"It was about making sure nobody ever found out," said Davis, 35, who came out in 2012 and is now a gay activist. "I grew up with the idea that being gay wasn't accepted, and I held that notion through school and into the NFL. I didn't want to put another barrier in my way."
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Free agent NBA player Jason Collins, 34, a 12-year veteran, last week moved to break through that barrier. He became the first active male athlete from one of the four major professional sports to announce his homosexuality. Collins' pioneering declaration received support from stars such as the Lakers' Kobe Bryant and Steve Nash, Miami Heat's Dwyane Wade and the Knicks' Jason Kidd.
President Barack Obama called Collins and spoke admiringly of him at a news conference. Obama said Collins' decision could inspire children struggling with their own sexual orientation, saying they would learn that Collins could be "a great competitor" and also be openly gay.
"I think a lot of young people out there who are gay or lesbian who are struggling with these issues to see a role model like that, who's unafraid, I think it's a great thing," he said, adding, "I'm very proud of him."
Today's high school football locker rooms aren't much different from Davis' day. Coaches push players to their physical limit and players let off steam through raucous or raunchy behavior that sometimes gets out of hand. On the field, the pressures facing a young athlete increase, both athletically and through the taunting of opponents.
The difference is a spirit of tolerance and respect exemplified by the reaction of Collins' NBA peers, the president and even high school athletes.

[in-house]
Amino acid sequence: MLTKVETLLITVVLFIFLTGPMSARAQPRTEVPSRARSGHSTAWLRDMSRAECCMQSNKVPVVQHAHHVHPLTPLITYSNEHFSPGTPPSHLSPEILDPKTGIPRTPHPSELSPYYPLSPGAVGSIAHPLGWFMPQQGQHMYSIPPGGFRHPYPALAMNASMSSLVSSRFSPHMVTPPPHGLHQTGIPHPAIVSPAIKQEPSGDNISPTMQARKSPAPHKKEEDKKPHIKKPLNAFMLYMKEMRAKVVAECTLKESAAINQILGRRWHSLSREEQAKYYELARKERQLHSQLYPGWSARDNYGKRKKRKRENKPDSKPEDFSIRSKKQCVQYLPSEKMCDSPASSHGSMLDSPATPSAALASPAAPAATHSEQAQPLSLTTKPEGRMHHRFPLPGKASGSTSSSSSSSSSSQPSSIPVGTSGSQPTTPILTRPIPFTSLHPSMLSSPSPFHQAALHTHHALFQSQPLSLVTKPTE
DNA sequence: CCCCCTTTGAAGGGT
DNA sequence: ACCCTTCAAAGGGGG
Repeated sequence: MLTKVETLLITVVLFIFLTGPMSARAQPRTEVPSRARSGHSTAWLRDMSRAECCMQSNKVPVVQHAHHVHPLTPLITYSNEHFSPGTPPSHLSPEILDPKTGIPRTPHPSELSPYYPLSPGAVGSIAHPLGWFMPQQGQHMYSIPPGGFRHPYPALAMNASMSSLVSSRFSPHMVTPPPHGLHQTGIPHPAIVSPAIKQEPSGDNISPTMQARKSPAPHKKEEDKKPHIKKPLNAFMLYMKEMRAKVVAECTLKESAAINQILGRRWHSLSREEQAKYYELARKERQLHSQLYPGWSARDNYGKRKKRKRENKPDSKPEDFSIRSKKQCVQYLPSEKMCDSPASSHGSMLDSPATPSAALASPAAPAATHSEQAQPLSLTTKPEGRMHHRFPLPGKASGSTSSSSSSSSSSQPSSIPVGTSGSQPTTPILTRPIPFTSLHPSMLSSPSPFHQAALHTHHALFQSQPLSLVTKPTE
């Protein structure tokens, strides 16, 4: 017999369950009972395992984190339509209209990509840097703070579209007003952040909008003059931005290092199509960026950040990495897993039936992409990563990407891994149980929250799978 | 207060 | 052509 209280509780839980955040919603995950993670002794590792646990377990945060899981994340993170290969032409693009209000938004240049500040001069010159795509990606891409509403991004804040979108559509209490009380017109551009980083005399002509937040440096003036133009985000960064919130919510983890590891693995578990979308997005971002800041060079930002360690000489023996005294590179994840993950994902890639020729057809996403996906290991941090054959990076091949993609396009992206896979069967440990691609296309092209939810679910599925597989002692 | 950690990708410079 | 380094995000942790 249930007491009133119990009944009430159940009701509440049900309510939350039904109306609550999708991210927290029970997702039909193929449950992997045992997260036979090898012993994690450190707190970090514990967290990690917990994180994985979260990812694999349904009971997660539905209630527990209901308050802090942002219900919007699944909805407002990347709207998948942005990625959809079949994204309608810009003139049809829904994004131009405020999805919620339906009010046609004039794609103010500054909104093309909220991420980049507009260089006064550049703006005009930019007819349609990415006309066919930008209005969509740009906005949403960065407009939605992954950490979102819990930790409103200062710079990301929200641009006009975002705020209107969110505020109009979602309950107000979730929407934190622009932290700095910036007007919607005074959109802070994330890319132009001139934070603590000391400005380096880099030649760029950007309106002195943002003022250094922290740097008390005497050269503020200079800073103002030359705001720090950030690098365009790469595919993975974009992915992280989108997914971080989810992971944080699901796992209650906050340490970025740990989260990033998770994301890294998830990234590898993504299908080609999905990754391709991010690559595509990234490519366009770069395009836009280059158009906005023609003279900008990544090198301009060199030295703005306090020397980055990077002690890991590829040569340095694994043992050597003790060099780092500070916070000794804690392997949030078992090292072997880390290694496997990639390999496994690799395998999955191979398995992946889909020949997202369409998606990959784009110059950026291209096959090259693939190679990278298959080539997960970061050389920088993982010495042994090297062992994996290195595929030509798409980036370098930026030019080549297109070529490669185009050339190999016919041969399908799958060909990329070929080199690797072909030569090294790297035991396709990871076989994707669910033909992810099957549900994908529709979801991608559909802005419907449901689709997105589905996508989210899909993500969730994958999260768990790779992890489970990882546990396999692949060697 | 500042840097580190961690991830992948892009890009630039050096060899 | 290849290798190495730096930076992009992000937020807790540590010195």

Marc Coles, 16, an All-Long Island linebacker at William Floyd High School, agreed that Collins can become "a famous role model" and said he would treat a gay teammate with the same respect he would anyone else.
"I have gay relatives, so I don't view them any differently," he said, adding that if a teammate were openly gay, "We would treat him as any other teammate. As long as you're helping us and you're a good teammate, we wouldn't have a problem with it."
Wantagh High School wrestling coach Paul Gillespie said that even in his sport, with all its physical contact, he doesn't believe an openly gay wrestler would be shunned.
"There's a lot of grabbing and touching in wrestling, and, like in anything, you'll have a few people against it," said Gillespie, who has coached for 36 years, "but in this day and age, I think most wrestlers would treat him as just another competitor."
Floyd football coach Paul Longo said if a player came out, it would be the responsibility of the coach to "set down the law and make it absolutely clear" to the players that no taunting or abuse would be accepted.
Michael Kimmel, a sociology professor at Stony Brook University, said the prevalence of homophobic language among youngsters isn't necessarily an indicator of homophobia.
"The common assumption is that everyone in your locker room is straight and it's often a way straight guys are policed by teammates and coaches," said Kimmel, who specializes in gender and masculinity issues.
"A guy who doesn't have a problem with gay people might still say, 'You're a [gay slur]' as an insult, without it having to do with his sexuality. If you listen to just the language, you might come away with the impression that nothing has changed, but I think our society has changed. The civil discourse being so supportive [of Collins] is indicative of that."
Davis said he saw less homophobia in football the higher up he got. At Overland High School in Aurora, Colo., the slurs were thrown around, less in college (Weber State), and "it was almost nonexistent" in the NFL locker rooms, he said.
Davis, who from 2000-03 played for two NFL Europe teams and was on the Tennessee Titans, Seattle Seahawks and Washington Redskins practice squads, "couldn't say with certainty" if a prominent athlete coming out when he was younger -- and being received as Collins was -- would have inspired him to follow suit, "but it would've definitely increased my chances."
"Now these kids can see a professional athlete out there, discuss him, and there's a good chance he'll be mentioned in a positive light," Davis said. "That will be impactful in any young person who's thinking about coming out."